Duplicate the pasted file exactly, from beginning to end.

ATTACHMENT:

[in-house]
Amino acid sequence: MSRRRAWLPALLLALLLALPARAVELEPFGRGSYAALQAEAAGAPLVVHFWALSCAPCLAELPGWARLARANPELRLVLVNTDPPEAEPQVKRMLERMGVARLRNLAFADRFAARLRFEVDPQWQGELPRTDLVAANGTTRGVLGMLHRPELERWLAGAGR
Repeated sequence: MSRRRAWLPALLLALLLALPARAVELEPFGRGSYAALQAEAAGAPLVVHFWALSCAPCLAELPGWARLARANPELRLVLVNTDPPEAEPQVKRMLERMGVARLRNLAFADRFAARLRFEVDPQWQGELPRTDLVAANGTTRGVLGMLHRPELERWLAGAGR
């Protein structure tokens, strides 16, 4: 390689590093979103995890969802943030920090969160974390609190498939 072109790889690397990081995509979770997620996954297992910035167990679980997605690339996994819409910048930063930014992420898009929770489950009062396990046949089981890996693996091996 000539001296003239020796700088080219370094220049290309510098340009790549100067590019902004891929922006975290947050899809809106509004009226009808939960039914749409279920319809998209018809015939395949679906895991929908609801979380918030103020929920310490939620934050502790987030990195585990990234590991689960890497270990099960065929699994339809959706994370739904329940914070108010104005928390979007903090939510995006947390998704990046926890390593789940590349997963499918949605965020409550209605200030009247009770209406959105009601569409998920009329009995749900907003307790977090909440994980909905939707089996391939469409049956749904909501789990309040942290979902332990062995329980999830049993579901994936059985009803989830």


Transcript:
[in-house]
Amino acid sequence: MSRRRAWLPALLLALLLALPARAVELEPFGRGSYAALQAEAAGAPLVVHFWALSCAPCLAELPGWARLARANPELRLVLVNTDPPEAEPQVKRMLERMGVARLRNLAFADRFAARLRFEVDPQWQGELPRTDLVAANGTTRGVLGMLHRPELERWLAGAGR
Repeated sequence: MSRRRAWLPALLLALLLALPARAVELEPFGRGSYAALQAEAAGAPLVVHFWALSCAPCLAELPGWARLARANPELRLVLVNTDPPEAEPQVKRMLERMGVARLRNLAFADRFAARLRFEVDPQWQGELPRTDLVAANGTTRGVLGMLHRPELERWLAGAGR
């Protein structure tokens, strides 16, 4: 390689590093979103995890969802943030920090969160974390609190498939 072109790889690397990081995509979770997620996954297992910035167990679980997605690339996994819409910048930063930014992420898009929770489950009062396990046949089981890996693996091996 000539001296003239020796700088080219370094220049290309510098340009790549100067590019902004891929922006975290947050899809809106509004009226009808939960039914749409279920319809998209018809015939395949679906895991929908609801979380918030103020929920310490939620934050502790987030990195585990990234590991689960890497270990099960065929699994339809959706994370739904329940914070108010104005928390979007903090939510995006947390998704990046926890390593789940590349997963499918949605965020409550209605200030009247009770209406959105009601569409998920009329009995749900907003307790977090909440994980909905939707089996391939469409049956749904909501789990309040942290979902332990062995329980999830049993579901994936059985009803989830």